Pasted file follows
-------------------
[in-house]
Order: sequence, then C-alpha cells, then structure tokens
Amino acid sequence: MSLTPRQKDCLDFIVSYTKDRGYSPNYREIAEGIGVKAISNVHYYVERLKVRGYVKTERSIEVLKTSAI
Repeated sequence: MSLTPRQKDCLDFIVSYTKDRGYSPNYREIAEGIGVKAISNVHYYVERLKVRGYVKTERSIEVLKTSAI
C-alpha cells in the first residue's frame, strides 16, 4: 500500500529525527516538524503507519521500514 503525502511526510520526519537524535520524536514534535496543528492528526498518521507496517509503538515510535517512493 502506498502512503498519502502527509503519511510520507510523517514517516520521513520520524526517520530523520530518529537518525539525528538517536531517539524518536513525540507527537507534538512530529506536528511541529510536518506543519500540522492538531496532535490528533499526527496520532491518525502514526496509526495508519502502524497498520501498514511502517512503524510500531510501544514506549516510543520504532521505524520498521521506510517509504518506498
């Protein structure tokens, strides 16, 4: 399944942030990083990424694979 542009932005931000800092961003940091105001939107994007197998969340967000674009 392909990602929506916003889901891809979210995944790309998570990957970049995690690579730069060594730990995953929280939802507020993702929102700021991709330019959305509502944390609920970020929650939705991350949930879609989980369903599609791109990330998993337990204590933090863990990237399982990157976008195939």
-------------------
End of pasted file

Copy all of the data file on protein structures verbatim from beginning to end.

[in-house]
Order: sequence, then C-alpha cells, then structure tokens
Amino acid sequence: MSLTPRQKDCLDFIVSYTKDRGYSPNYREIAEGIGVKAISNVHYYVERLKVRGYVKTERSIEVLKTSAI
Repeated sequence: MSLTPRQKDCLDFIVSYTKDRGYSPNYREIAEGIGVKAISNVHYYVERLKVRGYVKTERSIEVLKTSAI
C-alpha cells in the first residue's frame, strides 16, 4: 500500500529525527516538524503507519521500514 503525502511526510520526519537524535520524536514534535496543528492528526498518521507496517509503538515510535517512493 502506498502512503498519502502527509503519511510520507510523517514517516520521513520520524526517520530523520530518529537518525539525528538517536531517539524518536513525540507527537507534538512530529506536528511541529510536518506543519500540522492538531496532535490528533499526527496520532491518525502514526496509526495508519502502524497498520501498514511502517512503524510500531510501544514506549516510543520504532521505524520498521521506510517509504518506498
């Protein structure tokens, strides 16, 4: 399944942030990083990424694979 542009932005931000800092961003940091105001939107994007197998969340967000674009 392909990602929506916003889901891809979210995944790309998570990957970049995690690579730069060594730990995953929280939802507020993702929102700021991709330019959305509502944390609920970020929650939705991350949930879609989980369903599609791109990330998993337990204590933090863990990237399982990157976008195939």